Over the past three years, because of a new airport commission deeply committed to the success of the airport, a number of necessary public improvements have been made. A short list includes the construction of a modern fire station replacing a dilapidated 50-year-old building, giving the terminal building a needed coat of paint, repairing roof leaks, renovating and modernizing tired restrooms, and beginning to make the neglected grounds around the terminal more welcoming. Obviously there is much more to do, but making up for years of deferred maintenance and outright neglect has and continues to require both time and funding. More updates to enhance the experience of air travelers to and from the Island, and the many regular users of the restaurant and other businesses are in various stages of planning and implementation. There is more to come.

What hasn’t gone so well in recent time is the new parking system that was begun on June 1. It was necessitated because of multiple problems. Travelers were regularly parking for days in the restaurant lot when they should have been parking (and paying) in the long-term lot. This took up spaces for restaurant patrons who, on occasion, could not find a place to park. Some people had also been parking in the long-term lot, but unfortunately most were not paying as it was operated on the honor system. Operations staff attempted to police the system of leaving envelopes on the windshields of cars parked overnight, but that proved ineffective, and took them away from their airfield duties. Aside from the lost revenue, the system wasn’t fair to those who were responsible and paid what they owed.

The solution was to implement a system of entrance and exit gates on the parking lots similar to those used at other airports such as Nantucket and Hyannis. An experienced contractor, LAZ, was hired to install and operate the system. Unfortunately, insufficient public notice and outreach was provided in advance, and the assurances by LAZ that the equipment was operating properly proved to be unwarranted. The actual performance of the system to date has been very poor. We apologize for all the inconvenience and frustration that has been caused many people trying to get into and out of the lots. We are pursuing aggressive remedies with LAZ, including better signage, and we have to ask for a bit more patience from the public. This has been a difficult learning process for us all.

To clarify: everyone gets three hours of free parking; six hours if you have an Island Card. The cost beyond three (or six) hours is the same for both the restaurant and long-term lots. The “help” function, which has been intermittent, either through the ticket dispensers or the live persons supposedly available at the entrance/exits, is going to become dependably functional, which it hasn’t been.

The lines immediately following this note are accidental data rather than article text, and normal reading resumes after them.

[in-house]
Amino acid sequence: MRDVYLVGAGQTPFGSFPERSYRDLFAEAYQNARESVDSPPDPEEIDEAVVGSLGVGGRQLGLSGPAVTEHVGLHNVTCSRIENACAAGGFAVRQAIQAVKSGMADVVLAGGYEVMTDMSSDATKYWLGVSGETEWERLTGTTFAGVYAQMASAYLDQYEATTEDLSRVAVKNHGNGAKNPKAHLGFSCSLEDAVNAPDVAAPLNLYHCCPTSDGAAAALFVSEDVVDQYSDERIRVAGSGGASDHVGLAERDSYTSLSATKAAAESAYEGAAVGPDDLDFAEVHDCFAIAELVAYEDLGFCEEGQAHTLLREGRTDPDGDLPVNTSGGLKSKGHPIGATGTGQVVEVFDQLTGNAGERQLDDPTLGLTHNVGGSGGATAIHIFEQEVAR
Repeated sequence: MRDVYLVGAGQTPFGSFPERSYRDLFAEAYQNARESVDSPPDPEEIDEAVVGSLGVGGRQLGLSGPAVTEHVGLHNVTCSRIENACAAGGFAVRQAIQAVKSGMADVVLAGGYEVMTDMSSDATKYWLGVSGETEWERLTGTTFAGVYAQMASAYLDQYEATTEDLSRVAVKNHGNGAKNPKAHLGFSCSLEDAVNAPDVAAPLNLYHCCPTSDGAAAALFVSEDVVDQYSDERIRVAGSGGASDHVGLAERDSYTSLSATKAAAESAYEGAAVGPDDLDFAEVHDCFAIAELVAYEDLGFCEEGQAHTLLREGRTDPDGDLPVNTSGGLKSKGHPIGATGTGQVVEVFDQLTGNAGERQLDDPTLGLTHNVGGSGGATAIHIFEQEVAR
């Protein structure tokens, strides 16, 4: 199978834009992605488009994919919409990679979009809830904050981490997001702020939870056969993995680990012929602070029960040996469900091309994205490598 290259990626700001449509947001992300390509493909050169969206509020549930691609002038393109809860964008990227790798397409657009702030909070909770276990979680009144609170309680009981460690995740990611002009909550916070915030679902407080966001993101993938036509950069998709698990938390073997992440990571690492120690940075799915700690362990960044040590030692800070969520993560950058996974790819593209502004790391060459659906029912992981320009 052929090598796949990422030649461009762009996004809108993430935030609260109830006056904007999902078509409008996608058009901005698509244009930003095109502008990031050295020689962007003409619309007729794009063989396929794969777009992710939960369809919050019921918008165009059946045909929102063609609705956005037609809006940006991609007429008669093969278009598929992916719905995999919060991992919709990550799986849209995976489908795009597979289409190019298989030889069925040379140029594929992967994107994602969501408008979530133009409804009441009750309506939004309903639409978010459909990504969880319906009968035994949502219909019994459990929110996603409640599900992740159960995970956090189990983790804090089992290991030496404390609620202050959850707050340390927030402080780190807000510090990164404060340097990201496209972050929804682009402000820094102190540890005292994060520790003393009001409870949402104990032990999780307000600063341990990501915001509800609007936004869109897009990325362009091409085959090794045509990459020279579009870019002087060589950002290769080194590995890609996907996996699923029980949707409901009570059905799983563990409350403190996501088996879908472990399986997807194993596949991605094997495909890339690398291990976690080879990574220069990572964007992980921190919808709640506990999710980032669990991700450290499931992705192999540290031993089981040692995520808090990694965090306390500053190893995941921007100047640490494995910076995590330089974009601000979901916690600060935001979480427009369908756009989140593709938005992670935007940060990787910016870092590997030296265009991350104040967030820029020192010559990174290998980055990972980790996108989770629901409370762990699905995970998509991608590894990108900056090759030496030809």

Beyond the already realized improvements, and the regrettable parking system problems, a host of unseen changes and upgrades have occurred. An important one is that the tense relationship with the FAA and Mass DOT of several years ago, that threatened the airport’s commercial operating license, has been transformed into a cordial, and smooth relationship that provided over $10 million in FAA funding for the beautiful new fire station. The airport has gotten excellent FAA inspection reports in recent time. Members of the public may not be aware that many airport capital projects are eligible for 95 per cent funding from the FAA and Mass DOT. The consequences are that the airport, including the business park, has to live by their rules, and requirements, and that is simply a fact of life.

A final word needs to be said about the airport business park. Many, if not most, Island residents do not use the airport for aeronautical purposes, but the restaurant, tennis center, animal hospital, liquor store, laundromat, among a variety of other businesses are important services to a wide public. There are some 40 tenants in the business park, and apart from being extremely important to the economy of the Island, they provide operating revenue to the airport, as required by the FAA. That has been a successful arrangement now for many years, and relieves the six towns of any financial responsibility for the airport, which they would otherwise have. There have been some well-publicized problems with some of the leases and fees associated with tenancy, but like most problems they can be worked out with transparency, and good will by all the parties. We strive to achieve such an end result.

Robert Rosenbaum is chairman of the Martha’s Vineyard Airport Commission.